Since something of the glory of God shines on the face of every person, the dignity of every person before God is the basis of the dignity of man before other men. Moreover, this is the ultimate foundation of the radical equality and brotherhood among all people, regardless of their race, nation, sex, origin, culture, or class. (144)
The Lord Jesus is the prototype and foundation of the new humanity. In him, the true “likeness of God” (2 Cor 4:4), man — who is created in the image of God — finds his fulfilment. In the definitive witness of love that God has made manifest in the cross of Christ, all the barriers of enmity have already been torn down (cf. Eph 2:12-18), and for those who live a new life in Christ, racial and cultural differences are no longer causes of division (cf. Rom 10:12; Gal 3:26-28; Col 3:11).
Thanks to the Spirit, the Church is aware of the divine plan of unity that involves the entire human race (cf. Acts 17:26), a plan destined to reunite in the mystery of salvation wrought under the saving Lordship of Christ (cf. Eph 1:8-10) all of created reality, which is fragmented and scattered. From the day of Pentecost, when the Resurrection is announced to diverse peoples, each of whom understand it in their own language (cf. Acts 2:6), the Church fulfils her mission of restoring and bearing witness to the unity lost at Babel. Due to this ecclesial ministry, the human family is called to rediscover its unity and recognize the richness of its differences, in order to attain “full unity in Christ”. (431)
For complete text visit: http://www.vatican.va/roman_curia/pontifical_councils/justpeace/documents/rc_pc_justpeace_doc_20060526_compendio-dott-soc_en.html
What distracts us from God is idolatry. Not necessarily material items, the status symbols of prestige and wealth, but also emotions that separate one from God. A deviation from trusting God first renders the feeling into the status of an idol. Classic expressions of fear from failure to achieve at a high level of satisfaction and prestige leading to being unaccepted makes striving for success rooted in personal goals idolatry. Of having material possessions and not being able to freely give to others in need, the letting go of what is really God’s, makes possessions idols instead of placing the will of God first. When lives become rooted in toil, vanity dominates, but what really lasts is the question to ponder. All possessions exist with finite use and ownership. All emotions in time cease to be relevant, for our ultimate existence is only truly defined by our relationship to God. Hardened hearts loosing the elasticity for love of God become molded by clasping to possessions. We must number our days aright with the gracious care of the Lord to prosper the work of our hands and mind for His glory. To be filled with kindness, joy and gladness all our days to seek with priority what is above and imperishable. The elimination of greed, impurity, immorality and evil desires to renew ourselves in the image of the Creator. To realize the goodness inherent in all people and not grasp to idolatry of ethnicity or social status as perceived by society. Checking a bank account, portfolio or balance sheet may lure one into feeling rich and the feeling to take it easy, eat, drink and be merry from a bountiful harvest of assets. But that is only a facade of security which quickly can evaporate or is left behind at death. As Jesus reminded the voice in the crowd, one’s life does not consist of possessions. Our true wealth is faith and attachment to anything else is idolatry. Each day we must live as we own nothing for the freedom of detachment to place our dependance totally on God.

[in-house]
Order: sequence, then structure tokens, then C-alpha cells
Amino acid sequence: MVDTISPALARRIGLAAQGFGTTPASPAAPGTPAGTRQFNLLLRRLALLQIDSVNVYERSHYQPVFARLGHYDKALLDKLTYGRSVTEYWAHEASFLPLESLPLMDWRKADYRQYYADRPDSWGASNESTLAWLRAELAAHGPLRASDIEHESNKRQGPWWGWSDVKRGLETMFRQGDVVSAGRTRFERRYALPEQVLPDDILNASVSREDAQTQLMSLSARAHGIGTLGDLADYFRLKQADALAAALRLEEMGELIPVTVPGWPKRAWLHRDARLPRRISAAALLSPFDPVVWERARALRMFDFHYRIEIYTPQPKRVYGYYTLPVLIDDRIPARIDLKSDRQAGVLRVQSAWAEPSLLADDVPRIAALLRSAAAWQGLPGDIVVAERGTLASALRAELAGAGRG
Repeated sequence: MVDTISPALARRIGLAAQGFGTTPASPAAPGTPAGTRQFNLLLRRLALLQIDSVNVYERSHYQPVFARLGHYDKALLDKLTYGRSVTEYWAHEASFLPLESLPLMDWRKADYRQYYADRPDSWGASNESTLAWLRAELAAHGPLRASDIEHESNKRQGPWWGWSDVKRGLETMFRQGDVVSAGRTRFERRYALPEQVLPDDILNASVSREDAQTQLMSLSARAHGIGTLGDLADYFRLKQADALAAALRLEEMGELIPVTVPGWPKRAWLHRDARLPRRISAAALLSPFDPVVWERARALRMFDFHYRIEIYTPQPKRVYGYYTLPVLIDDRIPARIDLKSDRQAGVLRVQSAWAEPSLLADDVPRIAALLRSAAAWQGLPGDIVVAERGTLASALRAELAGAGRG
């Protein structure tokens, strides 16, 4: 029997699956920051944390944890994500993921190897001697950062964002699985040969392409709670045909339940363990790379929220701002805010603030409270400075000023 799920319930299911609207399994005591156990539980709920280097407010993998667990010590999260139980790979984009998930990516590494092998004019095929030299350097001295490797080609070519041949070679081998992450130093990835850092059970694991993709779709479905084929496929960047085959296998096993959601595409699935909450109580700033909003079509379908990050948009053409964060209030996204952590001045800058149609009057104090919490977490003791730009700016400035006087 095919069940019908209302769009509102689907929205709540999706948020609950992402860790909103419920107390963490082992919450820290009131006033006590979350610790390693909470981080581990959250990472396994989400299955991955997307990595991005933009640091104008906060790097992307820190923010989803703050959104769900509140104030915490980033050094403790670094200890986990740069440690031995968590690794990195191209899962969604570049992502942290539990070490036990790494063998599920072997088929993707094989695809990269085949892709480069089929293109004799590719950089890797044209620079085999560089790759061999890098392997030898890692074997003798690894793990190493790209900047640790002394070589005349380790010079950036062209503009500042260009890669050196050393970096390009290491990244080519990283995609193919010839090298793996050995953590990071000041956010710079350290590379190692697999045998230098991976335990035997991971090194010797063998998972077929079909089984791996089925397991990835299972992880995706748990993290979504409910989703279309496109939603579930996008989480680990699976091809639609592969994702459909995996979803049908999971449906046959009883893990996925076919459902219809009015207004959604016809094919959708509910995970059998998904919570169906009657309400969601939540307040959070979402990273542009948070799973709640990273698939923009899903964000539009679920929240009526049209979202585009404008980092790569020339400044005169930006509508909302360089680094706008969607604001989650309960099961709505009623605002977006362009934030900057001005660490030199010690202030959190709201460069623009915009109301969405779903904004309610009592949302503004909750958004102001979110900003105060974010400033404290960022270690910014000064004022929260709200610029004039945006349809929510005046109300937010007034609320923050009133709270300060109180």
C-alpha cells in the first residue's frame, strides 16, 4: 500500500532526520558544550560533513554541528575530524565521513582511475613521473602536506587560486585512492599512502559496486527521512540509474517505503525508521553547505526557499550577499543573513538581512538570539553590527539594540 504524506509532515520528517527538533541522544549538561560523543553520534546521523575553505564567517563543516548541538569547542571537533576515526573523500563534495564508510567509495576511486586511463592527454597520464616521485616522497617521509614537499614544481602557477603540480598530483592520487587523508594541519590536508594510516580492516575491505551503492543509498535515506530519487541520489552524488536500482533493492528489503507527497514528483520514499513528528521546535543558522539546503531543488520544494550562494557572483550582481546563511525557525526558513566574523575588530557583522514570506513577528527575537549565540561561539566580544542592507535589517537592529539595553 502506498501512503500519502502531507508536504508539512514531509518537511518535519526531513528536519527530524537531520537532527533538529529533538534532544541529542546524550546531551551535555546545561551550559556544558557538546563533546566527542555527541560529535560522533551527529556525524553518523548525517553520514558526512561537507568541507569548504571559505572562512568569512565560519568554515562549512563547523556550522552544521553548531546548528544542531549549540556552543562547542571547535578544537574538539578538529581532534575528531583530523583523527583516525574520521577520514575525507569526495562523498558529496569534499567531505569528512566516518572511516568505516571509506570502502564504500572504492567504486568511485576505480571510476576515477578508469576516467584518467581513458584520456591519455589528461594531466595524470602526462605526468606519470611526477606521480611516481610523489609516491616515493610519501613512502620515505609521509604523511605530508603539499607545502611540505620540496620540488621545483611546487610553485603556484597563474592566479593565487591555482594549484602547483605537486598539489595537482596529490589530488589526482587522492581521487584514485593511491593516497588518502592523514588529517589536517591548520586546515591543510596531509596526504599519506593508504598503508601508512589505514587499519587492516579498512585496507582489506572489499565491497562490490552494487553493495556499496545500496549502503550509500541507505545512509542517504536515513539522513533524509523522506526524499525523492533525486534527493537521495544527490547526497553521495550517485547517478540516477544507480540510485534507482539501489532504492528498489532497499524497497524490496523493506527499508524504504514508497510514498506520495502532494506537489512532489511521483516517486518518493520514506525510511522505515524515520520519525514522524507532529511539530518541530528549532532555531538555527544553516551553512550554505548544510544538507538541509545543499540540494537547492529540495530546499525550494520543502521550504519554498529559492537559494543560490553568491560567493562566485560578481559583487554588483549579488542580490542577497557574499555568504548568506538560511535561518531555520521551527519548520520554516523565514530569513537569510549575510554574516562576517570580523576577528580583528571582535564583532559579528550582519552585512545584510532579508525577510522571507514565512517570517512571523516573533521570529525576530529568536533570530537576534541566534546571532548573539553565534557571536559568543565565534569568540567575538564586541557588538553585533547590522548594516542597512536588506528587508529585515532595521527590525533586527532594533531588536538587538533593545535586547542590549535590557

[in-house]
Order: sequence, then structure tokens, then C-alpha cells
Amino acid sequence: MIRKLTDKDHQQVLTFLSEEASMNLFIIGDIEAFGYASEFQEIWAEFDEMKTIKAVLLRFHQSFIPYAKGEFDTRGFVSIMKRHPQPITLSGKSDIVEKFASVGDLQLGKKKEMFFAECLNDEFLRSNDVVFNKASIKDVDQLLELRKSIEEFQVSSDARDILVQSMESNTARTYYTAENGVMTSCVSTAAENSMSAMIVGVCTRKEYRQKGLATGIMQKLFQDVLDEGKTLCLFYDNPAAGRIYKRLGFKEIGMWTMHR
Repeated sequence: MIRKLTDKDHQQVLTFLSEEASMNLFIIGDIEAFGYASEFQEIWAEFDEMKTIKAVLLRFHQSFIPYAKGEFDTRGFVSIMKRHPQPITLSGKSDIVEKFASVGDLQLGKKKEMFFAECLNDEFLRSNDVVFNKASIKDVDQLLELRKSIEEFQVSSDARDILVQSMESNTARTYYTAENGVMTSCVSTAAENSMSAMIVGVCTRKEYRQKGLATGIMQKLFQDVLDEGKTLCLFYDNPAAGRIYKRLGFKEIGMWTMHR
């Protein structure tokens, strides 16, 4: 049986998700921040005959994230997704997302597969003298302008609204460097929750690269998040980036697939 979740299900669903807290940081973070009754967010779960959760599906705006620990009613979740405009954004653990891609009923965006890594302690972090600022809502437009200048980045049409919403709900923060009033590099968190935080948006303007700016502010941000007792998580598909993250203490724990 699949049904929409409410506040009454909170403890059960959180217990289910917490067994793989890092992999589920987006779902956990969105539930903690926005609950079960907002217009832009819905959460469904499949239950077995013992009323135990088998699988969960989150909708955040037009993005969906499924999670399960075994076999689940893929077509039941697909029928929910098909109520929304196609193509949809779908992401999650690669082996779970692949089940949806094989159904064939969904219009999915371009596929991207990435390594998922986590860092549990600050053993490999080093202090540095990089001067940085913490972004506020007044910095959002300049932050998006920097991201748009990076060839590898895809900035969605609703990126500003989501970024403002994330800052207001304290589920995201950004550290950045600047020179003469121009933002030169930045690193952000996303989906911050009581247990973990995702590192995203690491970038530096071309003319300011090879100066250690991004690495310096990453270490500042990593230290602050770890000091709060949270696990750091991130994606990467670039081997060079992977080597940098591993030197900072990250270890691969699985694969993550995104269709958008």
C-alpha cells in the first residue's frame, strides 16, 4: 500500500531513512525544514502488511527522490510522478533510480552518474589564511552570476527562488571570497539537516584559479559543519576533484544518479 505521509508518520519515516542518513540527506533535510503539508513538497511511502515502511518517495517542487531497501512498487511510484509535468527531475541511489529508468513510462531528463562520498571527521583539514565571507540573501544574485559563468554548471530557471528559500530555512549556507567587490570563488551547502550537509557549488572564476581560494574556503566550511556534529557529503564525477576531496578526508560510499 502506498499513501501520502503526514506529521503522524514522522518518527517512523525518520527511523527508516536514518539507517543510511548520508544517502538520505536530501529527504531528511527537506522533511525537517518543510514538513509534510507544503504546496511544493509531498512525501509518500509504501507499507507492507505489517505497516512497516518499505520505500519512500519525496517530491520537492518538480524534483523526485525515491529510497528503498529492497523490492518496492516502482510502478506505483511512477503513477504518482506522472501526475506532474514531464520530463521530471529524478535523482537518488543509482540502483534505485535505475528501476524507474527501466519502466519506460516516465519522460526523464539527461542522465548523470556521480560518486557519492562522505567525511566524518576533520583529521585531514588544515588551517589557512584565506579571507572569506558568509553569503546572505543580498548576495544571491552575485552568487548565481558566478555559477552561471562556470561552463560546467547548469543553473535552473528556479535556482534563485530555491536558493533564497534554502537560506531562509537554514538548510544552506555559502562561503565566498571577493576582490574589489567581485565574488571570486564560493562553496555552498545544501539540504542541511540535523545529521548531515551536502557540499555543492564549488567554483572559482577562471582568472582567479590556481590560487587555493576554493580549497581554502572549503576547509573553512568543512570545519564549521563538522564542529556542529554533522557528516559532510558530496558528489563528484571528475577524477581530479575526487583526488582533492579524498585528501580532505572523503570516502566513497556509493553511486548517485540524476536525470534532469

Individual Reflection: Psalm 90:3-4, 5-6, 12-13
What emotion is idolatry for you?
Family Reflection: Colossians 3:1-5, 9-11
Where do you see greed in the world? How can the family counteract greed?
Prayer: August 6th is the Feast of the Transfiguration of the Lord. Reflect on Pope Francis’ comments
Blogs to Visit:
As we reflect upon Mary’s presence in the mysteries of the Rosary, we are blessed to know her. For her journey, a timeless trek, calls us to surrender, continuing conversion, humbleness and justice now.
Weekly lectionary reflections, for faith sharing groups, parish bulletins, newsletters or personal prayer, from the synergy of the Word we hear and the rich tradition of Catholic Social Teaching.
Catholic Social Teaching offers seven principles for upholding life in our thoughts, decisions and actions.
How we do Catholic Social Teaching.
Creation sustainability ministry resources in the spirit of the St Francis Pledge.
Social Ministry Resources Engaging Parishes: Monthly and liturgical seasons resources for use with parish websites, bulletins and newsletters
List one or two upcoming events, legislative action alerts or social justice websites
By Barb Born July 30, 2019 The reflection maybe used in parish bulletins, newsletters or for faith sharing groups without copyright concern.